Safety is another perspective. Our incorrect assumption that training datasets reflect a true distribution sometimes comes back to haunt us (intensified by data data poisoning). In deep neural networks, changes in distribution can unpredictably trigger weak features. This usually gives a slight decline in performance on average, which is fine. However, this decrease often comes as a result of rare events, in which the model will without a doubt offer wrong predictions (think about incidents regarding self-driving cars).

## Regular Binary Classification

Let’s summarize a regular training procedure. A model, based on some input, makes a hypothesis \(\hat{y} = h_{\theta}(x)\) to predict the correct target \(y\), where \(y \in \{ -1, 1\}\) is in the binary classification. The binary loss function can be simplified to the one-argument function \(L(y \cdot \hat{y})\), and we can use the elegant hinge loss, which is known as the soft-margin in the SVM. To fully satisfy the loss, the model has to not only ideally separate classes but also preserve a sufficient margin between them.

For our experiment, we use a simple linear classifier, so the model has only a single vector \(w\) and bias \(b\). The landscape of loss in terms of \(x_i\) for non-linear models is highly irregular (left figure), however in our case, it is just a straight line (right figure).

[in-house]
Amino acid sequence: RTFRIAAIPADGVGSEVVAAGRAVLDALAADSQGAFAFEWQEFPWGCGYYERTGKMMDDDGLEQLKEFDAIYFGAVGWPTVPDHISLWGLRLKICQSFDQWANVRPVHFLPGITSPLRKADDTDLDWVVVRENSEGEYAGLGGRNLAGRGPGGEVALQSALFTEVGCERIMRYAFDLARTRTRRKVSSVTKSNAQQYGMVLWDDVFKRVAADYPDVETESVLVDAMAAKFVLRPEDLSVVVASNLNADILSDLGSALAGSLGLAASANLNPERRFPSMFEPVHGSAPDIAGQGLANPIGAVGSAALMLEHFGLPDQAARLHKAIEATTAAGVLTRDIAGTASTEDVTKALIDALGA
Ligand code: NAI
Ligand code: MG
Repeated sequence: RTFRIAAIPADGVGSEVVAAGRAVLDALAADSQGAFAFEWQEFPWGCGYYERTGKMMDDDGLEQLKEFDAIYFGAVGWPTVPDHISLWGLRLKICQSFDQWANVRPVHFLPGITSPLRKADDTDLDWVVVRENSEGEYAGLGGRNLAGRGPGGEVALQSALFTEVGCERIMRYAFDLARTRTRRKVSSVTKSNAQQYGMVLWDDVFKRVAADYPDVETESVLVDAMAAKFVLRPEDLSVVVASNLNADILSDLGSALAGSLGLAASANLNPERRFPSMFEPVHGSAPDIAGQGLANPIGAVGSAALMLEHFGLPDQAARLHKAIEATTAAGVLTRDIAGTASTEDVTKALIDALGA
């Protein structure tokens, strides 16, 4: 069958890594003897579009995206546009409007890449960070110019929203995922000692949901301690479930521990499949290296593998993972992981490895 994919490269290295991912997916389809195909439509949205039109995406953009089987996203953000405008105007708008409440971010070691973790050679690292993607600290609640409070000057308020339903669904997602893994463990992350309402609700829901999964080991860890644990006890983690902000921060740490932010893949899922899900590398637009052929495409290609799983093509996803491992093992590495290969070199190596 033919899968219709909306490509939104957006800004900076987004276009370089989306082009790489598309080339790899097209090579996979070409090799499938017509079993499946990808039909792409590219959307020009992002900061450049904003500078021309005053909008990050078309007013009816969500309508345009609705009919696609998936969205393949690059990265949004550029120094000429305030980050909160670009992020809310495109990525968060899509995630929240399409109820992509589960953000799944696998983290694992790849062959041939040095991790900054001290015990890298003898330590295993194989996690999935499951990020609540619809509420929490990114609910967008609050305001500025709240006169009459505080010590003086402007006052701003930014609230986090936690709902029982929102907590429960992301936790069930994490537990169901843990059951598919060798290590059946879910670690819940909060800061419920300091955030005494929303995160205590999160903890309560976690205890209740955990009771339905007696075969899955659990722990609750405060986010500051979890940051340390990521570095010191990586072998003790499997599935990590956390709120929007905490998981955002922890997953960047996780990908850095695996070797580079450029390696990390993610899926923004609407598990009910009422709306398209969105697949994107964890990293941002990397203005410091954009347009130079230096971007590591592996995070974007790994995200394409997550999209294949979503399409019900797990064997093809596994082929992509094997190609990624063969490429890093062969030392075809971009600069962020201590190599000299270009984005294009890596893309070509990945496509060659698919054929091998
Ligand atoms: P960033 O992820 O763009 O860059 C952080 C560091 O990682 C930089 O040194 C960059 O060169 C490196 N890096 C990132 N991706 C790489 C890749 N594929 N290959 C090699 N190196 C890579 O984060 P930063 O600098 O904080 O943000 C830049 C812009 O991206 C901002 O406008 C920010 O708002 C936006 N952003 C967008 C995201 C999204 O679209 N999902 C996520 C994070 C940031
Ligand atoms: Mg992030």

Using a dataset and an optimization method gradient descent, we follow the gradient and look for the model parameters, which minimize the loss function:

\[\min_{w,b} \frac{1}{D} \sum_{(x,y) \in D} L (y \cdot (w^Tx + b))\]Super straightforward, right? This is our regular training. We minimize the expected value of the loss. Therefore, the model is looking for any (even weak) correlations, which improve the performance on average(no matter how disastrous its predictions sometimes are).

\[\min_{\theta} \underset{(x,y) \in D} {\mathbb{E}} \ell ( h_{\theta}(x), y )\]## Towards Robust Binary Classification

As we mentioned in the introduction, ML models (deep neural networks in particular) are sensitive to small changes. Therefore now, we allow the input to be perturbed a little bit. We are not interested in patterns which concern \(x\) exclusively but the delta neighbourhood around \(x\). In consequence, we face the min-max problem, and two related challenges.

\[\min_{w,b} \frac{1}{D} \sum_{(x,y) \in D} \max_{\delta \in \Delta} L (y \cdot (w^T(x+ \delta) + b))\]Firstly, how can we construct valid perturbations \(\Delta\)? We want to formulate a space (epsilon-neighbourhood) around \(x\) (figure below), which sustains human understanding about this space. In our case, if a point \(x\) describes the digit one, then we have to guarantee that each perturbation \(x+\delta\) looks like the digit one. We do not know how to do this formally. However, we can (sure enough) assume that the small norm perturbations are correct \(\Delta = \{ \delta : || \delta || \leq \epsilon \}\). In our experiments, we are using the infinity norm \(|| \cdot ||_\infty\) (others are common too). These tiny boxes are neat, because valid perturbations are in the range \(−\epsilon\) to \(\epsilon\), independent of dimension.